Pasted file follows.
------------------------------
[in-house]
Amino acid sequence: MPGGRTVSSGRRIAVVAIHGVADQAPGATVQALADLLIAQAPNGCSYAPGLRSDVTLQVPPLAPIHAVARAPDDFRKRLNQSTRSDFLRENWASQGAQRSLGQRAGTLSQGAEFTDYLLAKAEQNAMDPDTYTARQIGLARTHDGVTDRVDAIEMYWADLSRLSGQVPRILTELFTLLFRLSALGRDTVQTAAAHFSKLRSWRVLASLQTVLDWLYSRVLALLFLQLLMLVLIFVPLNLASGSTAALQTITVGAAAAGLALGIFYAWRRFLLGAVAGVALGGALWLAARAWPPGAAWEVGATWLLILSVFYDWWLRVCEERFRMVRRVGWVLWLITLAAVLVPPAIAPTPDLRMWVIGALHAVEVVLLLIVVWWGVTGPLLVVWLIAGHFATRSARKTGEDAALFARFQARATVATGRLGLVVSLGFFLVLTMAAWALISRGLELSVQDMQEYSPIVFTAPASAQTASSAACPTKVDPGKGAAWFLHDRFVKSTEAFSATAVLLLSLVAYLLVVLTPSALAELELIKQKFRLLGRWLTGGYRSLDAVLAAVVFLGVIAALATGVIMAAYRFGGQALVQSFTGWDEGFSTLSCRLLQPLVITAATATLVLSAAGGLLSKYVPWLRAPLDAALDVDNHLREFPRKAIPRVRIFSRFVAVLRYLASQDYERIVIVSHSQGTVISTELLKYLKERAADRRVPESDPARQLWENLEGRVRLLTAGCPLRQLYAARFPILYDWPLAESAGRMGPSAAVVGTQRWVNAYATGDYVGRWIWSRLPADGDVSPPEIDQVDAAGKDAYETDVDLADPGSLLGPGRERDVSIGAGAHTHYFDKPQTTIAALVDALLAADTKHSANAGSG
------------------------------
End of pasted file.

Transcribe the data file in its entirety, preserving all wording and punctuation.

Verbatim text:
[in-house]
Amino acid sequence: MPGGRTVSSGRRIAVVAIHGVADQAPGATVQALADLLIAQAPNGCSYAPGLRSDVTLQVPPLAPIHAVARAPDDFRKRLNQSTRSDFLRENWASQGAQRSLGQRAGTLSQGAEFTDYLLAKAEQNAMDPDTYTARQIGLARTHDGVTDRVDAIEMYWADLSRLSGQVPRILTELFTLLFRLSALGRDTVQTAAAHFSKLRSWRVLASLQTVLDWLYSRVLALLFLQLLMLVLIFVPLNLASGSTAALQTITVGAAAAGLALGIFYAWRRFLLGAVAGVALGGALWLAARAWPPGAAWEVGATWLLILSVFYDWWLRVCEERFRMVRRVGWVLWLITLAAVLVPPAIAPTPDLRMWVIGALHAVEVVLLLIVVWWGVTGPLLVVWLIAGHFATRSARKTGEDAALFARFQARATVATGRLGLVVSLGFFLVLTMAAWALISRGLELSVQDMQEYSPIVFTAPASAQTASSAACPTKVDPGKGAAWFLHDRFVKSTEAFSATAVLLLSLVAYLLVVLTPSALAELELIKQKFRLLGRWLTGGYRSLDAVLAAVVFLGVIAALATGVIMAAYRFGGQALVQSFTGWDEGFSTLSCRLLQPLVITAATATLVLSAAGGLLSKYVPWLRAPLDAALDVDNHLREFPRKAIPRVRIFSRFVAVLRYLASQDYERIVIVSHSQGTVISTELLKYLKERAADRRVPESDPARQLWENLEGRVRLLTAGCPLRQLYAARFPILYDWPLAESAGRMGPSAAVVGTQRWVNAYATGDYVGRWIWSRLPADGDVSPPEIDQVDAAGKDAYETDVDLADPGSLLGPGRERDVSIGAGAHTHYFDKPQTTIAALVDALLAADTKHSANAGSG